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The Trump administration is about to formally give up on a part of the Affordable Care Act that had largely died on its own.
Driving the news: The Office of Personnel Management intends to stop administering the ACA’s multi-state insurance plans. Axios reviewed a draft of the notification letter OPM is planning to send to congressional leaders.
How it works: The ACA initially envisioned creating 2 multi-state plans — private insurance policies that would be available through the ACA’s insurance exchanges in every state. The goal was to provide guaranteed competition in states that lacked it.
- But the policy never got off the ground. By 2017, there was just 1 plan operating in just 1 state: a Blue Cross Blue Shield plan in Arkansas.
- OPM will tell Arkansas Blue Cross Blue Shield thanks for its cooperation, but then shutter the multi-state effort, according to the draft letter.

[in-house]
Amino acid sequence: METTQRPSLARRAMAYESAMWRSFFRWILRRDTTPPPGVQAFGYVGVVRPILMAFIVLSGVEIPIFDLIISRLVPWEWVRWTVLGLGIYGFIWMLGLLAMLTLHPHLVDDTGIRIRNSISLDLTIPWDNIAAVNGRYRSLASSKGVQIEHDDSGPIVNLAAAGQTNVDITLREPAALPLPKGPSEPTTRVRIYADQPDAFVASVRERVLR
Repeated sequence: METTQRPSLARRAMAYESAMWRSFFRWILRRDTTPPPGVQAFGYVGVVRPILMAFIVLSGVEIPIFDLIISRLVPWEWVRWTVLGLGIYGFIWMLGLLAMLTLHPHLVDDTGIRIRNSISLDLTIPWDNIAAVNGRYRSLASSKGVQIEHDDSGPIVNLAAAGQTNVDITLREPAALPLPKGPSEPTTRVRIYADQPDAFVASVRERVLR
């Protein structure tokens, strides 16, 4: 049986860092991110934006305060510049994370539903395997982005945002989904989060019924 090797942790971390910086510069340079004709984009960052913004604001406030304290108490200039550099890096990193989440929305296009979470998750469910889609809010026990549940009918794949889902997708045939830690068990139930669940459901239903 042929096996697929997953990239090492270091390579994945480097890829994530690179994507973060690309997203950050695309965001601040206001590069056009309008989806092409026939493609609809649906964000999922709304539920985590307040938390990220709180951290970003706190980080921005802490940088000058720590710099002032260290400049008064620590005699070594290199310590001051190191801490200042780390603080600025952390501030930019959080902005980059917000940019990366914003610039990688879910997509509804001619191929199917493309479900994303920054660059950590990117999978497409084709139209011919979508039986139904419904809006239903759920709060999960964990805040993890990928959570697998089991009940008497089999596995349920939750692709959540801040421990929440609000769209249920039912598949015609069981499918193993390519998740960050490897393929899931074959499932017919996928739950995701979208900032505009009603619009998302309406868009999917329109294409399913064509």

Between the lines: An administration official framed the death of the multi-state plans as a bad omen for "Medicare for All," arguing that it was “a pilot program for the public option, and it’s been a dismal failure with even the most liberal states balking on it.”
- It’s true that this policy was designed to do some of the same things a public option would have done, and that it failed.
- But it failed, in part, because its insurers never were very enthusiastic about setting up networks of doctors and hospitals across multiple states — which is also a bad omen for the conservative priority of selling insurance across state lines.
The bottom line: “I've always sort of felt like it was well-intentioned but not reflective of the right reality of what's limiting competition," Georgetown University health policy professor Sabrina Corlette told Axios back in 2017.